by Editorial Staff and Contributors
Psychotherapy Including Cognitive Behavioral Therapy (CBT)
Cognitive behavioral therapy (CBT) is one type of psychotherapy. It involves meeting with a licensed professional on a regular basis in an individual or group setting. CBT works to identify and resolve psychological factors that contribute to insomnia.
For those with insomnia, CBT may be as, or more effective, than medication in short- and long-term management of insomnia. CBT may have more lasting treatment effects than medication. CBT is usually given over six weeks, with maintenance therapy given as needed.
There are specific and effective techniques that may help to reduce or eliminate anxiety and body tension. These can include meditation, visualization, and deep breathing. These techniques can help your mind to stop racing, allow your muscles to relax, and allow restful sleep. It takes some practice to learn these techniques and achieve effective relaxation.
Some people suffering from insomnia spend too much time in bed unsuccessfully trying to sleep. They may benefit from a sleep restriction program that at first allows them only to stay in bed for the number of hours the person actually sleeps, as opposed to the number of hours the person spends in bed tossing and turning. The minimum number of hours for sleep is usually about 5 hours. A person would gradually add more time in bed until a more normal night's sleep is achieved.
Another treatment that may help some people with insomnia is to recondition them to associate the bed and bedtime with sleep. For most people, this means not using their beds for any activities other than sleep and sex. As part of the reconditioning process, you are usually advised to go to bed only when sleepy. If unable to fall asleep, try getting up, staying up until sleepy, and then returning to bed. Throughout this process, you should avoid naps, and wake up and go to bed at the same time each day. Eventually your body will be conditioned to associate the bed and bedtime with sleep.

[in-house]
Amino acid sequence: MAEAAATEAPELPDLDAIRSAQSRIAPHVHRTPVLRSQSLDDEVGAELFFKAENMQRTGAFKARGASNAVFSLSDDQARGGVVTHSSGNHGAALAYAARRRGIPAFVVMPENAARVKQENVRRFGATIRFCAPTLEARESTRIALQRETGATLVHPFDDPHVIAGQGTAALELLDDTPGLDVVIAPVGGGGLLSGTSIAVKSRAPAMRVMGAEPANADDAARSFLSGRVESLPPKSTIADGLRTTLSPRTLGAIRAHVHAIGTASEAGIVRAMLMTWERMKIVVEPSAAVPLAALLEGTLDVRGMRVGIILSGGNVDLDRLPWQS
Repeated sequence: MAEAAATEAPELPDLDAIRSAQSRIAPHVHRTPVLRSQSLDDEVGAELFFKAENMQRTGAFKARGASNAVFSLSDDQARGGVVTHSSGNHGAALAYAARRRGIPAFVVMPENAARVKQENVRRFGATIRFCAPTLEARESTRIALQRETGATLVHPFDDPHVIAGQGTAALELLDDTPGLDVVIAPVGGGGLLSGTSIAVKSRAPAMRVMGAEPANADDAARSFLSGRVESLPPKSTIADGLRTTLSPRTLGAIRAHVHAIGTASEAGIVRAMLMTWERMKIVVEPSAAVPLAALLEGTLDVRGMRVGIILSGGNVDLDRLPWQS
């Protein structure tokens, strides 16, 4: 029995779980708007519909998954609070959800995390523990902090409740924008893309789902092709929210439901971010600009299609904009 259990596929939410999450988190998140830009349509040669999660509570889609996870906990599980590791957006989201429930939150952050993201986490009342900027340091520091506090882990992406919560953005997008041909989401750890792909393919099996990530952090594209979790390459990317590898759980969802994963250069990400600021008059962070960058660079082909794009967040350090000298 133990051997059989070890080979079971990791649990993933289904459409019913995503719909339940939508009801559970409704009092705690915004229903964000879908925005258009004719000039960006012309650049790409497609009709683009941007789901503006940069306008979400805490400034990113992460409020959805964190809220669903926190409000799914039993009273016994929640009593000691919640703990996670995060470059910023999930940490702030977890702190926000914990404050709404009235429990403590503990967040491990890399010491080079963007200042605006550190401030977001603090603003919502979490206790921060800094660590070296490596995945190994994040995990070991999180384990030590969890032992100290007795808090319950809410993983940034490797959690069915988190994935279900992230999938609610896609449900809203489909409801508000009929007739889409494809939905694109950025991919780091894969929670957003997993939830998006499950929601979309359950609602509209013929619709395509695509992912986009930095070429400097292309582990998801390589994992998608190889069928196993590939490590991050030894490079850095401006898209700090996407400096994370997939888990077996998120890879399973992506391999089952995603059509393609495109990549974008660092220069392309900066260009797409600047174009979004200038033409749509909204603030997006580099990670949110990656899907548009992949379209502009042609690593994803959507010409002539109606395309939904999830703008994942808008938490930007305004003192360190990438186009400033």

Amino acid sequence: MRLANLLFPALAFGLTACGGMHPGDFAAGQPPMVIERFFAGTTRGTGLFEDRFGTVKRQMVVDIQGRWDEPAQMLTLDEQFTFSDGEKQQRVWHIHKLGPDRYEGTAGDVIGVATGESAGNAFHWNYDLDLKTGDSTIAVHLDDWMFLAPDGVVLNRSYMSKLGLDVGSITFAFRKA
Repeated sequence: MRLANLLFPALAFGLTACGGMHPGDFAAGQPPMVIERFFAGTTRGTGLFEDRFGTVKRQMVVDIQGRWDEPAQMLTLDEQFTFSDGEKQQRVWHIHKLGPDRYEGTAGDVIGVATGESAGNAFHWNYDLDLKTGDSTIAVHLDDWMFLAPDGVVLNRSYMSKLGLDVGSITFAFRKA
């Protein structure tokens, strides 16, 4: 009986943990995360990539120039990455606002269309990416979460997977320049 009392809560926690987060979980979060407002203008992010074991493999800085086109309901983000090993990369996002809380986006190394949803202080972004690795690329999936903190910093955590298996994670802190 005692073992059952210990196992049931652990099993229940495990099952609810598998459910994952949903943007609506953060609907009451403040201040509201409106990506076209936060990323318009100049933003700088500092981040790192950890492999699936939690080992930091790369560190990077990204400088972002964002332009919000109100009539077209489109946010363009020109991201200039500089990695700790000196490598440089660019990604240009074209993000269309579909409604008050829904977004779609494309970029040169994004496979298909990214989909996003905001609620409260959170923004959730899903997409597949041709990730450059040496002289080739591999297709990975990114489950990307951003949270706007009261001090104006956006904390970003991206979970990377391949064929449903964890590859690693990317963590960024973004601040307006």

Insomnia. Family Doctor—American Academy of Family Physicians website. Available at: https://familydoctor.org/condition/insomnia. Updated July 2017. Accessed March 7, 2018.
Insomnia. National Heart, Lung, and Blood Institute website. Available at: https://www.nhlbi.nih.gov/health-topics/insomnia. Accessed March 7, 2018.
Insomnia. National Sleep Foundation website. Available at: https://sleepfoundation.org/insomnia/home. Accessed March 7, 2018.
Insomnia in adults. EBSCO DynaMed Plus website. Available at: http://www.dynamed.com/topics/dmp~AN~T114839/Insomnia-in-adults . Updated June 5, 2017. Accessed March 7, 2018.
Morin C, Vallieres A, Guay B, et al. Cognitive behavioral therapy, singly and combined with medication for persistent insomnia: a randomized controlled trial. JAMA. 2009;301(19):2005-2015.
Last reviewed March 2018 by
EBSCO Medical Review Board
Monica Zangwill, MD, MPH
Last Updated: 3/7/2018